Luster dust is applied two different ways.
Dry: Using a dry food-safe paintbrush, dip brush into the dust container. Brush it over the surface you want it to cover. Best done before the fondant has fully dried. Good for a widespread light application of color.
Wet: In a small container, mix a bit of vodka with small pinches of luster dust. Dip paintbrush into mixture. Paint the areas you want to color. If you’re not seeing the color intensity you want, add more luster dust to your wet mixture and repaint. The vodka will evaporate, leaving just the color behind.
The purple and yellow-orange flowers shown above were made using this technique.
Examples of fondant sculptures.
Besides whole fondant covered cakes, when most people think of fondant, they think of the elaborate sculpted decorations made from the edible clay. This is when many people start thinking “I can’t do that.” First, give yourself a chance to try. Play with playdoh to see if you can get close to your desired shape. Break the piece down into its simpler geometric components before worrying about the extra details, as seen in the leaf pin above. Also, try watching some YouTube videos of professionals making similar shapes. No, you won’t recreate their work first try, but their way can help guide your work. If you provide the framework, often the brain will read the intended design without elaborate additions.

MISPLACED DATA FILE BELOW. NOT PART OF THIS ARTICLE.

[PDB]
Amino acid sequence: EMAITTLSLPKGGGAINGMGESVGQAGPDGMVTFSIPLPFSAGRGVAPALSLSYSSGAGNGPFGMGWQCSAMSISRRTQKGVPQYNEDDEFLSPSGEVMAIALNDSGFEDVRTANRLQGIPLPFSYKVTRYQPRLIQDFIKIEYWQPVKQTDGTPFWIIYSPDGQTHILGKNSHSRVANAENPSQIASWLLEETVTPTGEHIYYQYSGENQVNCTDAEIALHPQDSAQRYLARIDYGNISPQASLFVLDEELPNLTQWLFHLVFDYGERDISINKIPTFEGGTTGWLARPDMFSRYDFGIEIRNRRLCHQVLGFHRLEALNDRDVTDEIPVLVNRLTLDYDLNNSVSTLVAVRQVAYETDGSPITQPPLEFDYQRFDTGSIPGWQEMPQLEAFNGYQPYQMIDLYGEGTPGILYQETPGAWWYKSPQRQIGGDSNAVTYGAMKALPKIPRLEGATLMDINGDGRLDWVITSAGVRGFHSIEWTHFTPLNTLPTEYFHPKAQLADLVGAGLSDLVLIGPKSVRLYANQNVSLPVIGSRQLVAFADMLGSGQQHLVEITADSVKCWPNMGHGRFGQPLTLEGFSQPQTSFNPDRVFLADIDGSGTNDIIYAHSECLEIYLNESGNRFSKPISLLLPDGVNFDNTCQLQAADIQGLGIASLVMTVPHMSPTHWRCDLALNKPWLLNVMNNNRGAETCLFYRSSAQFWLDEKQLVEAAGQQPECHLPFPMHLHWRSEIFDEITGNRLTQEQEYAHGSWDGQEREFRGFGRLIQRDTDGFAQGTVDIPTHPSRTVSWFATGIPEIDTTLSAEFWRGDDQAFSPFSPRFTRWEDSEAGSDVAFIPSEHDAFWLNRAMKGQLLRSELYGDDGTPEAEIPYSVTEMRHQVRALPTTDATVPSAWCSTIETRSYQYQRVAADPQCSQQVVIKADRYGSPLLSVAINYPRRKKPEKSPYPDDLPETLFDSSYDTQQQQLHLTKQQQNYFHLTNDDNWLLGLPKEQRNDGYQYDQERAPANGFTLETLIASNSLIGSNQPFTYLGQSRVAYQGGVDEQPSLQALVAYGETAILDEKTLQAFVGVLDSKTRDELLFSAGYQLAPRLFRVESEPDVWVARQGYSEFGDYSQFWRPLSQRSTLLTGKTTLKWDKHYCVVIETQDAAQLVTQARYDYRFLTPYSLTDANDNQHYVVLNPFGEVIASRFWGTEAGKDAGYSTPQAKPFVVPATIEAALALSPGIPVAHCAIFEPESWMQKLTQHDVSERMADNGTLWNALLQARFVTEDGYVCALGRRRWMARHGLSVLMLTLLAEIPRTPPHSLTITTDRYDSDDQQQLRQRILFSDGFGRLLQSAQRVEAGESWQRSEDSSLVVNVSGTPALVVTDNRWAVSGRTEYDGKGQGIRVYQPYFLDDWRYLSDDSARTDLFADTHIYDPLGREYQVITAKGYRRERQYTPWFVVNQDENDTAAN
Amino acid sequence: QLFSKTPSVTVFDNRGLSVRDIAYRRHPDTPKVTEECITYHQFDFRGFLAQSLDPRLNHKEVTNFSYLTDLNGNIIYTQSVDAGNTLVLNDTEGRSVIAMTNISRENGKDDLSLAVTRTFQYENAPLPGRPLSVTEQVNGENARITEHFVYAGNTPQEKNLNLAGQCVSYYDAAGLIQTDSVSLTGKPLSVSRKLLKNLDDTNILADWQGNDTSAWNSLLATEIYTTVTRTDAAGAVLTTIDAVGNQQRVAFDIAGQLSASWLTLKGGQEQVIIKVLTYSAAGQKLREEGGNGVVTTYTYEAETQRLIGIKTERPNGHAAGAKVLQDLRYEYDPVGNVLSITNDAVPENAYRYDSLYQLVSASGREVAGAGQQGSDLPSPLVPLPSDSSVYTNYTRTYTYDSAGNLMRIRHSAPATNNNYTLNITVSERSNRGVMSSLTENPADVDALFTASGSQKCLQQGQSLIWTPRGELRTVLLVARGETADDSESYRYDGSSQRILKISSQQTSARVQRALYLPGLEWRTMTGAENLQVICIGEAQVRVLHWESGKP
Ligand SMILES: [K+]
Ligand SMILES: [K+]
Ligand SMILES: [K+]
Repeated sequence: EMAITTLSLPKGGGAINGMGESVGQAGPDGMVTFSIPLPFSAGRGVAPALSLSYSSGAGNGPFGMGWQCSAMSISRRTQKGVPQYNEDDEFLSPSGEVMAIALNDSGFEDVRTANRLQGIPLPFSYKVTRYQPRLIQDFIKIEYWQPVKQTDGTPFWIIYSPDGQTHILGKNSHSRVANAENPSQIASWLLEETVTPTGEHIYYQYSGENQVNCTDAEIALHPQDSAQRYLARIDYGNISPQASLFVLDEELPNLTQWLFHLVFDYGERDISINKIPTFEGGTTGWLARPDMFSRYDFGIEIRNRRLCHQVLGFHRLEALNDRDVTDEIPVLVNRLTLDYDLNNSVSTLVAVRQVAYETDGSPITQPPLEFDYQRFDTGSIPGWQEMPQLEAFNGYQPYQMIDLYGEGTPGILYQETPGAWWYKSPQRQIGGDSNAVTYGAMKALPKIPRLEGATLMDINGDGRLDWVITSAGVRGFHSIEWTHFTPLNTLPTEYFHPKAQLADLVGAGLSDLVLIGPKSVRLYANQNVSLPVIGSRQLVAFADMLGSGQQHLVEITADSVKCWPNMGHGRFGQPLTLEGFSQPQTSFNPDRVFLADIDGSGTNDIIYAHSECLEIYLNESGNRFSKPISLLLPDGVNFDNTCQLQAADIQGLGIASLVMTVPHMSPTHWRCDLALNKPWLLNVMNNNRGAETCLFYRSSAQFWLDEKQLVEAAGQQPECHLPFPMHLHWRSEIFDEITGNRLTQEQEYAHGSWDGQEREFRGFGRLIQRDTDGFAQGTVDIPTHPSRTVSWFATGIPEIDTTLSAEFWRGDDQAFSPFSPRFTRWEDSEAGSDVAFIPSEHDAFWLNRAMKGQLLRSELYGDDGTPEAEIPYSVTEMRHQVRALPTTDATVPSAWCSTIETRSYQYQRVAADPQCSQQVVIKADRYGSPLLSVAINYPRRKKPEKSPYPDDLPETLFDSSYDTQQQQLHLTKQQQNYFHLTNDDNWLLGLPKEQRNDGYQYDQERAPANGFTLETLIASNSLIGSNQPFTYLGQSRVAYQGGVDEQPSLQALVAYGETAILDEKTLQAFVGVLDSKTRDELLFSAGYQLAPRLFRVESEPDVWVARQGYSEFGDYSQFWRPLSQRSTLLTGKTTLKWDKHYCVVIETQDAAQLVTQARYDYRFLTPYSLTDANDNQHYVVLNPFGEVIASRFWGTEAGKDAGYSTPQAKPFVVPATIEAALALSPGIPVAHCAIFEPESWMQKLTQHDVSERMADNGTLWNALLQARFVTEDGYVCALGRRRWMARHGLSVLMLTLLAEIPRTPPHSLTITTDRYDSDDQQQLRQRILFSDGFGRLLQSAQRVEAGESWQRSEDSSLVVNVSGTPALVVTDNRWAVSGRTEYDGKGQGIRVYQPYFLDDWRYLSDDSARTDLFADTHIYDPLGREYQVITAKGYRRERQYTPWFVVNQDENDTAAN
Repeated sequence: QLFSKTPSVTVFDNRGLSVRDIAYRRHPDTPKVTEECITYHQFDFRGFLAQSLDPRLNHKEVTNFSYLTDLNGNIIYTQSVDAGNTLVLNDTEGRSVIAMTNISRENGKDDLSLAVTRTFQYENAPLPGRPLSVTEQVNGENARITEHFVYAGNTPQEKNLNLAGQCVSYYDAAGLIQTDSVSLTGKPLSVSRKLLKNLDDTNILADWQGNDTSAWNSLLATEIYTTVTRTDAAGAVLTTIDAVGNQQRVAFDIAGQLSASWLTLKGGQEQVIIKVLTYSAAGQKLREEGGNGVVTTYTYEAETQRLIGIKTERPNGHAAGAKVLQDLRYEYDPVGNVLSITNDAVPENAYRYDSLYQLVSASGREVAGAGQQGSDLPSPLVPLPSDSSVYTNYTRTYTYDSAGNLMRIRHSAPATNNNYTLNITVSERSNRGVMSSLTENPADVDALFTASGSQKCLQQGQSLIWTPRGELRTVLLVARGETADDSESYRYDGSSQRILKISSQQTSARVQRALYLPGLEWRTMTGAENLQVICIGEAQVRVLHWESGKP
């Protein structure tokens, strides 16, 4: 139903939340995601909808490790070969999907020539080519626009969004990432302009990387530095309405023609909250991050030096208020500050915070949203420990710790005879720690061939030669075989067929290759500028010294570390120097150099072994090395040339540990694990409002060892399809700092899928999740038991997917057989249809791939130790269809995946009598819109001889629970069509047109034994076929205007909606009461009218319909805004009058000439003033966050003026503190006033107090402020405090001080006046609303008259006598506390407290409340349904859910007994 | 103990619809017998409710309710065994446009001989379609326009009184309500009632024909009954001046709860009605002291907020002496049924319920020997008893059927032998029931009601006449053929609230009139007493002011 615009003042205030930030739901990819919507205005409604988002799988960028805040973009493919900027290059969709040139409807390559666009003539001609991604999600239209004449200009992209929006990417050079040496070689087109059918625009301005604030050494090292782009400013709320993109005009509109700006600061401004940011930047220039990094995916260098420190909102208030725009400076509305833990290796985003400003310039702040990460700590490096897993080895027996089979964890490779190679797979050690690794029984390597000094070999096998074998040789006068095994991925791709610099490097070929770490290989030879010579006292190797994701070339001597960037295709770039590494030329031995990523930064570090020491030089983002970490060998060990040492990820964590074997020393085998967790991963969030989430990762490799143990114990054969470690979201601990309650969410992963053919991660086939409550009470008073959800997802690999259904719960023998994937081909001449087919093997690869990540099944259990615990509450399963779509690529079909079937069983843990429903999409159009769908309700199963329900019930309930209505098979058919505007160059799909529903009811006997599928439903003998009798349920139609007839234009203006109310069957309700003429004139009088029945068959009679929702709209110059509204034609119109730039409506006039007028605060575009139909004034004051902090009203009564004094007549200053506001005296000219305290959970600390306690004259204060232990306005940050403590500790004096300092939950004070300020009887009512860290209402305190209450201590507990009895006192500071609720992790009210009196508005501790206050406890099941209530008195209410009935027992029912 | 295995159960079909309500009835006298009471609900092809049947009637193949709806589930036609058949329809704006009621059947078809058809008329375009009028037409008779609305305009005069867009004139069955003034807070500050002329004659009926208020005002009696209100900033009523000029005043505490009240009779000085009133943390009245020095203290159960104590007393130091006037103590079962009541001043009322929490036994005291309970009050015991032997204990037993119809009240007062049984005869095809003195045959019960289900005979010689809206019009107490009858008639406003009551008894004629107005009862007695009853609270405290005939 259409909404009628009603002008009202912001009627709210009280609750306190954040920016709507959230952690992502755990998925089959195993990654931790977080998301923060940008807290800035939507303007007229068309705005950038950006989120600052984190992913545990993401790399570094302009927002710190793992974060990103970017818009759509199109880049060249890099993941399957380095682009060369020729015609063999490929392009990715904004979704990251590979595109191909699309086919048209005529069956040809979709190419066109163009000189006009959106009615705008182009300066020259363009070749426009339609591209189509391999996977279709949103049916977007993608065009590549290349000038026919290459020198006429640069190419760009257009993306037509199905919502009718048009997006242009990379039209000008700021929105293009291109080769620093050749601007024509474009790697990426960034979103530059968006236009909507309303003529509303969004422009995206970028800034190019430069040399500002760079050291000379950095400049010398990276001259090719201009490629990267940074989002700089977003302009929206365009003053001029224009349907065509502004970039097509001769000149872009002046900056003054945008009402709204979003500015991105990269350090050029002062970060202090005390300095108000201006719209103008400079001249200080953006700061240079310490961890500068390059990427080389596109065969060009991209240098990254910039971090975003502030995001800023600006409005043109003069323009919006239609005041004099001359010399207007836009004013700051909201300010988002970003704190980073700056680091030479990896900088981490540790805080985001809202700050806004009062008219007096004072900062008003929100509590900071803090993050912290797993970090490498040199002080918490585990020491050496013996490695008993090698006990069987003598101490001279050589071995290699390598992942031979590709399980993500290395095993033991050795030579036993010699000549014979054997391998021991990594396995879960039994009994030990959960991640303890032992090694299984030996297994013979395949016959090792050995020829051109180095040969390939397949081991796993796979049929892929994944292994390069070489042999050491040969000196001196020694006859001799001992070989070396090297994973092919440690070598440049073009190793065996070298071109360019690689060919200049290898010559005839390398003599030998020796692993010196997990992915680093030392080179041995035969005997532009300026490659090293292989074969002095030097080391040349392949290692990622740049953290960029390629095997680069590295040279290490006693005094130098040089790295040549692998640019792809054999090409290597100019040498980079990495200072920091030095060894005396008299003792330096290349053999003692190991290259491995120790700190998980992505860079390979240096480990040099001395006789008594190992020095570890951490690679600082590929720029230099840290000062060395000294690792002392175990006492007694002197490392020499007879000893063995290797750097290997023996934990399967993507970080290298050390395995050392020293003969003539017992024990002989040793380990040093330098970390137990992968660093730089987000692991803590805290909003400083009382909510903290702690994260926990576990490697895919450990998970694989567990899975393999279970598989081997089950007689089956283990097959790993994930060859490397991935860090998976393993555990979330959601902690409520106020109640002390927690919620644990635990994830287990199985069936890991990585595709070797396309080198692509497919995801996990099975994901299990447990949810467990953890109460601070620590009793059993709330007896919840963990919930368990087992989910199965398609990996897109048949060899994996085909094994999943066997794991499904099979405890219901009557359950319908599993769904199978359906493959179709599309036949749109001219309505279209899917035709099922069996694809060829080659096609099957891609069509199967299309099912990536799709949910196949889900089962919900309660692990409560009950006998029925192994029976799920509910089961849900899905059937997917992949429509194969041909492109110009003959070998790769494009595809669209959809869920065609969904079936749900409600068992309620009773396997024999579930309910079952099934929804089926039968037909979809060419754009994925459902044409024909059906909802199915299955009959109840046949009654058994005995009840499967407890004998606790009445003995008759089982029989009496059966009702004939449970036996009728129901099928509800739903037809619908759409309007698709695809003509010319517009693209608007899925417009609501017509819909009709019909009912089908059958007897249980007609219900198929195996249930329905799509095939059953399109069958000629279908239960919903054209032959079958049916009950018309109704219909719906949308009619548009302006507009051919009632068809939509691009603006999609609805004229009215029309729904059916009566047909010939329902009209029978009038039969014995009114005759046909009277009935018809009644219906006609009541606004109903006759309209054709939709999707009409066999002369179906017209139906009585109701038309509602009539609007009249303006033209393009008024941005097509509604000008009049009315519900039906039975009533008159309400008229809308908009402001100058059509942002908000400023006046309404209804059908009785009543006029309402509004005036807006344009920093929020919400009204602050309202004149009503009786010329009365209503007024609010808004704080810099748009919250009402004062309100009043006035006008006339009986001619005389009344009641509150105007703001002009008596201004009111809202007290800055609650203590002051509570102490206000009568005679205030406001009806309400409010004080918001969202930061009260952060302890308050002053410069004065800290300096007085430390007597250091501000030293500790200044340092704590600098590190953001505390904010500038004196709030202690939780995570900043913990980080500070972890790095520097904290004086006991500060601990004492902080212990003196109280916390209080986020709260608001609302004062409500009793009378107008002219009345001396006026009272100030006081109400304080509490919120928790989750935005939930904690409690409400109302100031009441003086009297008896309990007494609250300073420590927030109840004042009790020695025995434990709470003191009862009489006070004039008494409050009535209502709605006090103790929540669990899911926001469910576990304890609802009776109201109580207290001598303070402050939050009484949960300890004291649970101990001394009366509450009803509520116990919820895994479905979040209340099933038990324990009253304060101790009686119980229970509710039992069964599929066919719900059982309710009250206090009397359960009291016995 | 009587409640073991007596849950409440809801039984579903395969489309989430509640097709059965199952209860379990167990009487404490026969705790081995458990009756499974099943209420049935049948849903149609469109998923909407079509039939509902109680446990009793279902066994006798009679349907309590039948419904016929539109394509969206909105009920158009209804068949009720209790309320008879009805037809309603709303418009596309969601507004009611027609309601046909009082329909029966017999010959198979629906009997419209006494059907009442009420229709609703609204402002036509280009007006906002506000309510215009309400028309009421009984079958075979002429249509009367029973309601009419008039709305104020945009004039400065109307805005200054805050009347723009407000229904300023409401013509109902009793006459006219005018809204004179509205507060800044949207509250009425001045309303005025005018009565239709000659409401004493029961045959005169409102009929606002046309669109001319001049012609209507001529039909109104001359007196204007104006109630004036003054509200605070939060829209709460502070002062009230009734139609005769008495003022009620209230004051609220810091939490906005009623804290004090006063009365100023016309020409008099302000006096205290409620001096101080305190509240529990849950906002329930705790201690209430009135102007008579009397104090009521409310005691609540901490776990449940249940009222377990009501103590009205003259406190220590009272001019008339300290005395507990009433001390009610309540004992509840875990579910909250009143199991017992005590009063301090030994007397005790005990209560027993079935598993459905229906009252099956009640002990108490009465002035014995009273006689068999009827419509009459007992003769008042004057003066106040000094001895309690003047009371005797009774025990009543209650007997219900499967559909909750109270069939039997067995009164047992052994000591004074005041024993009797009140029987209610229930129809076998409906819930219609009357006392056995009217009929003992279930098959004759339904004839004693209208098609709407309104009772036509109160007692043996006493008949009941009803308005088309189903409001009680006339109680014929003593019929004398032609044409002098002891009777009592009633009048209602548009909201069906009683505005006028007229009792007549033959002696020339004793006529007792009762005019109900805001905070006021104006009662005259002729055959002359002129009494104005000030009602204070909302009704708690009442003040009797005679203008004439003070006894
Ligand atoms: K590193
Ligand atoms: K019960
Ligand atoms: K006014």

To help inspire others to build 3D shapes with fondant, below breaks down the making of a few fondant decorations.
Pokemon Ball – Roll two balls of red and white, then cut them in half. Stick them to the opposite color with a dab of water or vodka on each side. Cut a thin strip of black to put around the middle. Add a small white circle to one side. The circle was cut out using the small hole from a #3 icing tip.
Details of a fondant Doomslug.
Doomslug – Make two short snakes of yellow, one should be smaller in plumpness than the other. Flatten, until both look more oval than cylinders, curve to mimic Doomslugs upright shape.